Objective: This systematic review applied meta-analytic procedures to integrate primary research that examined theory- or model-linked medication adherence interventions.
Methods: Extensive literature searching strategies were used to locate trials testing interventions with medication adherence behavior outcomes measured by electronic event monitoring, pharmacy refills, pill counts, and self-reports. Random-effects model analysis was used to calculate standardized mean difference effect sizes for medication adherence outcomes.
Results: Codable data were extracted from 146 comparisons with 19,348 participants. The most common theories and models were social cognitive theory and motivational interviewing. The overall weighted effect size for all interventions comparing treatment and control participants was 0.294. The effect size for interventions based on single-theories was 0.323 and for multiple-theory interventions was 0.214. Effect sizes for individual theories and models ranged from 0.041 to 0.447. The largest effect sizes were for interventions based on the health belief model (0.477) and adult learning theory (0.443). The smallest effect sizes were for interventions based on PRECEDE (0.041) and self-regulation (0.118).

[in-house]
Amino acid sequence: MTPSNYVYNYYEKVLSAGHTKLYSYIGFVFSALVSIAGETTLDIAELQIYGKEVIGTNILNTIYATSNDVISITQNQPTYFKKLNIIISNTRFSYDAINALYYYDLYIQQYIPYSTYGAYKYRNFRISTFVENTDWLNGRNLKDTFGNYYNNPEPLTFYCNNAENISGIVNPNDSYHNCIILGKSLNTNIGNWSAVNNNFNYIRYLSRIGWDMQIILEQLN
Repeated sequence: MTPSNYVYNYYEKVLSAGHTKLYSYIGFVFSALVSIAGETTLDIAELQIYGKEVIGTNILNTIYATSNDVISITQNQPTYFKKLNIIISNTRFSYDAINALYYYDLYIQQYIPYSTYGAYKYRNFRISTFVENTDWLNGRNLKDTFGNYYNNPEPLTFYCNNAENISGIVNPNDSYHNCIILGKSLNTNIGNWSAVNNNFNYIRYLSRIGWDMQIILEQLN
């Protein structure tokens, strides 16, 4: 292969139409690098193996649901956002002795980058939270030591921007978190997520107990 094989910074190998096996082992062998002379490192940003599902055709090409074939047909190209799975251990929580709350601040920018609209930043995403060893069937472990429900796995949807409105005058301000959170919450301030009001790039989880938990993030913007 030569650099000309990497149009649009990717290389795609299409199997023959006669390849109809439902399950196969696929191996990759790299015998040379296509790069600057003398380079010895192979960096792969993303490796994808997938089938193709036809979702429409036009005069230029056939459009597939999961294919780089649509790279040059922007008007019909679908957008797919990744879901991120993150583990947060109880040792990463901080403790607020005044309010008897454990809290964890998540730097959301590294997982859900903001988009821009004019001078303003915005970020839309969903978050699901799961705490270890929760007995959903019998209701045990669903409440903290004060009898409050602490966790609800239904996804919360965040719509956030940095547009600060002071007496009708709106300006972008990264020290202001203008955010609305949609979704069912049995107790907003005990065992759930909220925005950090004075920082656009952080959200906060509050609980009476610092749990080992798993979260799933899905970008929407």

Conclusion: These findings suggest that theory- and model-linked interventions have a significant but modest effect on medication adherence outcomes.